(1) Inability to Pay. Each fee-waiver request is unique and should be considered on its own merits. A fee-waiver request may be granted when USCIS has determined that the individual is unable to pay the fee. Inability to pay the fee is based on the individual's overall financial picture and household situation, as may be established according to the steps and criteria described below.
(2) Determining Inability to Pay and Adjudicating the Fee-Waiver Request. In determining whether the individual is unable to pay the fee and should be granted a fee waiver, the USCIS employee must proceed according to the following steps and criteria:
- Step 1. Is the individual receiving a means-tested benefit?
- The individual may demonstrate that he or she is receiving a "means-tested benefit." A means-tested benefit is a benefit where a person's eligibility for the benefit, or the amount of the benefit, or both, are determined on the basis of the person's income and resources, including those that may lawfully be deemed available to the person by the benefit-granting agency. Examples of means-tested benefit programs are Supplemental Nutrition Assistance Program, Medicaid, Supplemental Security Income, and Temporary Assistance of Needy Families.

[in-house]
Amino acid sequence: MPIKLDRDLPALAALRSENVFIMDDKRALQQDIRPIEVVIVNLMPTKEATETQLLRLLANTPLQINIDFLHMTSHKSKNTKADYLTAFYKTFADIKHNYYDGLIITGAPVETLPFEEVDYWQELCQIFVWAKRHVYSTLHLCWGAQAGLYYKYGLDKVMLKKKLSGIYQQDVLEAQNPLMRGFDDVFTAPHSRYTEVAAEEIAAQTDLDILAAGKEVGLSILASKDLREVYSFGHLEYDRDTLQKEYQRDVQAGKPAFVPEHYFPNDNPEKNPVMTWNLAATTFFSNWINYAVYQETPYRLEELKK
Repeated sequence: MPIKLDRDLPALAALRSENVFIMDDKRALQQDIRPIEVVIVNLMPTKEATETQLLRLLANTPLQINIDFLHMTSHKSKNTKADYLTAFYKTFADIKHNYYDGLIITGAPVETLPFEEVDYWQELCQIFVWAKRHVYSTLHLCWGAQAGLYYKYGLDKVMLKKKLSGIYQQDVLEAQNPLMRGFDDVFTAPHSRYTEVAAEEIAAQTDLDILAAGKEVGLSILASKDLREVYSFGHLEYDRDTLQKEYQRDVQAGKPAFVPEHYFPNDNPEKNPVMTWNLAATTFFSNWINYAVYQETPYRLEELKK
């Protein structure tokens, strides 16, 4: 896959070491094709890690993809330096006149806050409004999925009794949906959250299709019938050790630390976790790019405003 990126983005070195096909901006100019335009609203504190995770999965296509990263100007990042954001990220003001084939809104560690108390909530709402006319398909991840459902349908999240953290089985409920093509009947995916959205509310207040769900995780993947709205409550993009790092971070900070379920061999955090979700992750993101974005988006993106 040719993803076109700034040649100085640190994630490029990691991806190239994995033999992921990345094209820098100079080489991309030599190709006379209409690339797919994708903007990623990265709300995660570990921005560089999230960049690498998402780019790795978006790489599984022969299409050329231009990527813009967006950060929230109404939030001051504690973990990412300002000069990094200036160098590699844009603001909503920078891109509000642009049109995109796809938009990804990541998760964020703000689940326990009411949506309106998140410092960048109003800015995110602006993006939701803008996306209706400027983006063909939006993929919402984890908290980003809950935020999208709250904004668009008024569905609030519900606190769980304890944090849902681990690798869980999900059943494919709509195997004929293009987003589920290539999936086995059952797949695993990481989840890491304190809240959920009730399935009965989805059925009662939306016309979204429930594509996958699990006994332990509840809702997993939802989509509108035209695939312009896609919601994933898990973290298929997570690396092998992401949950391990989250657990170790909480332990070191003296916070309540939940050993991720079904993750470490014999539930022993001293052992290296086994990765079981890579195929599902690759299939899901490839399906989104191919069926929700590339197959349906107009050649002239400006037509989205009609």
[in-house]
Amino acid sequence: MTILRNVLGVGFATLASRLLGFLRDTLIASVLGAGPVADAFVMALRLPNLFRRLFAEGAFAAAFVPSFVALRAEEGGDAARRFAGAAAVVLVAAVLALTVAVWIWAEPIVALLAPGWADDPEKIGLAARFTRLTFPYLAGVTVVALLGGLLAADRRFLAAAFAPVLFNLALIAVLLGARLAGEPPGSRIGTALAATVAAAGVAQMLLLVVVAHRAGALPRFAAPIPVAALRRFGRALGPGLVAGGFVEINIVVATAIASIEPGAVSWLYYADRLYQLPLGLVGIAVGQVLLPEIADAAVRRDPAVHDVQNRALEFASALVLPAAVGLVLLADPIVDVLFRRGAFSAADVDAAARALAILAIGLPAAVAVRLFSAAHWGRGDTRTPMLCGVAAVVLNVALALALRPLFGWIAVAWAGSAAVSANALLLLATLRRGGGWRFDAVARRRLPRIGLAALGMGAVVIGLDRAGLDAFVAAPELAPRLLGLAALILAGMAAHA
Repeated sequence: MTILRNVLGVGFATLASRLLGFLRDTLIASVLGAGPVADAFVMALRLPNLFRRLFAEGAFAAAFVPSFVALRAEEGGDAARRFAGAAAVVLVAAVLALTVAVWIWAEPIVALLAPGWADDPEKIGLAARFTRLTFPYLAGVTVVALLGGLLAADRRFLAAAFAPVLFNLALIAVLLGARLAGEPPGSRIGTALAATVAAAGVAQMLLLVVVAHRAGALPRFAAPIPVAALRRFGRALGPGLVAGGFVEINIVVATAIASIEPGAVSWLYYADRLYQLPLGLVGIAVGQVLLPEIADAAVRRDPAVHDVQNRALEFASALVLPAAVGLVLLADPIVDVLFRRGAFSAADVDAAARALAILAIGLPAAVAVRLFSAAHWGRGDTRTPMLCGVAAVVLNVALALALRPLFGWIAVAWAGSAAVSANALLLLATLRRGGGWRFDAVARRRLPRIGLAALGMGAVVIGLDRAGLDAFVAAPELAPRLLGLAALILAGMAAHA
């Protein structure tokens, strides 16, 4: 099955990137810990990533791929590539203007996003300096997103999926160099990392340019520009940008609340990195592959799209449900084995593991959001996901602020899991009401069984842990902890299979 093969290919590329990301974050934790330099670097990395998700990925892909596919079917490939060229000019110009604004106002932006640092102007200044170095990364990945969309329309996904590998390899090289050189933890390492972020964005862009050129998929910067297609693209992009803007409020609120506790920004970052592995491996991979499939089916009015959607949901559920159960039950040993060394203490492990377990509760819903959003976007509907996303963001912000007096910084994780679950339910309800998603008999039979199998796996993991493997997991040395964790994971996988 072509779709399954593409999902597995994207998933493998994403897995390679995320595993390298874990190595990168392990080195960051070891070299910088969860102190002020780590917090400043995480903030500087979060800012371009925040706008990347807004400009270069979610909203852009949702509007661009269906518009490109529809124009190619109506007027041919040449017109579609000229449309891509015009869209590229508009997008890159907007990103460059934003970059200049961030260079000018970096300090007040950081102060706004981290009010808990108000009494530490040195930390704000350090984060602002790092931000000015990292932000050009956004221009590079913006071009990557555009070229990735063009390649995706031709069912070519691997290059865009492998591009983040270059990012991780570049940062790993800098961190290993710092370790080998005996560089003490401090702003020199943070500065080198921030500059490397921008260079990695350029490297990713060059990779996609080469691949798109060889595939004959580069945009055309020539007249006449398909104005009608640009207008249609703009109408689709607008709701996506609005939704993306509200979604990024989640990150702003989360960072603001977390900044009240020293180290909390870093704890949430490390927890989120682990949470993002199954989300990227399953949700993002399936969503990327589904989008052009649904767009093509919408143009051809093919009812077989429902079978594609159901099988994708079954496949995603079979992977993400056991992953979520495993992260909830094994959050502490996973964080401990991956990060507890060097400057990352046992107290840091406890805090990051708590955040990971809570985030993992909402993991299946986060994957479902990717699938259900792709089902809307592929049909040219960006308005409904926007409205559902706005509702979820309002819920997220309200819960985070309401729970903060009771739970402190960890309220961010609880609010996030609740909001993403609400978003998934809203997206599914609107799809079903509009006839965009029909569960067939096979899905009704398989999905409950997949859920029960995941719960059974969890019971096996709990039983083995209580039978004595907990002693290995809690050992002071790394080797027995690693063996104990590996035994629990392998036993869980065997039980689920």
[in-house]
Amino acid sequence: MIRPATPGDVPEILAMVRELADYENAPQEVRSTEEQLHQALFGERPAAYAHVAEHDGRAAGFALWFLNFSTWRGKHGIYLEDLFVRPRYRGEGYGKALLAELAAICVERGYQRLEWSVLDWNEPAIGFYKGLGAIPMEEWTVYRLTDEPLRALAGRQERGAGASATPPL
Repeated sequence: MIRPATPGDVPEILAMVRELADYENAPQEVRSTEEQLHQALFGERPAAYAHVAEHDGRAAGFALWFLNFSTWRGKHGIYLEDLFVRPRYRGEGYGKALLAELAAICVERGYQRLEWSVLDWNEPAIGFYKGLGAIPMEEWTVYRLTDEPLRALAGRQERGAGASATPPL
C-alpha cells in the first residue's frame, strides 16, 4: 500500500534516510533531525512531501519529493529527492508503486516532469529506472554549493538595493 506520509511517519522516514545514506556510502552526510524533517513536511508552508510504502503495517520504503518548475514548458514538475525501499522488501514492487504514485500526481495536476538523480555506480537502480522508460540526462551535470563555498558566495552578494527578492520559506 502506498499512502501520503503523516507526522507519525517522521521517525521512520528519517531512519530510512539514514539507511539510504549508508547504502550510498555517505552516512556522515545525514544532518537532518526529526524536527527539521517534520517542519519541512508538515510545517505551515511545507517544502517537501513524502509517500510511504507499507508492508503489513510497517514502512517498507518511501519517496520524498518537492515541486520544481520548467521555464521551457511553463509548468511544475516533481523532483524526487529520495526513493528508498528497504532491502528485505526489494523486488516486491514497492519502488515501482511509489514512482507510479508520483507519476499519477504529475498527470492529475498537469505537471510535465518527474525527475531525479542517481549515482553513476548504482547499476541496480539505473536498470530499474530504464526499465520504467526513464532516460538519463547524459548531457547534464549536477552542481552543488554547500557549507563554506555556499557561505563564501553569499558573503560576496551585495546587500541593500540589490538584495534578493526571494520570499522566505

- To demonstrate that the individual (or the individual's spouse or the head of the household in which the individual resides) is receiving a means-tested benefit, the applicant should provide proof in the form of a letter, notice, or other official document(s) containing the name of the agency granting the benefit. The document(s) submitted must show the name of the recipient of the means-tested benefit and the name of the benefit received.
- If the individual provides sufficient proof of the means-tested benefit, the fee waiver will normally be approved, and no further information will be required.
- Step 2. Is the individual's household income at or below 150 percent of the Federal Poverty Guidelines at the time of filing?
- The individual may demonstrate that his or her household income, on which taxes were paid for the most recent tax year, is at or below 150 percent of the Federal Poverty Level as established in the most recent poverty guidelines. Those guidelines are revised annually by the Secretary of Health and Human Services and are available at http://aspe.hhs.gov/poverty. For fee-waiver review purposes, a household may include an applicant, spouse, parent(s) living with the applicant, and any of the following family members:
- An unmarried child or legal ward under 21 years of age living with the applicant;
- An unmarried child or legal ward over 21 years of age but under 24 years of age who is a full-time student and living with the applicant when not at school; or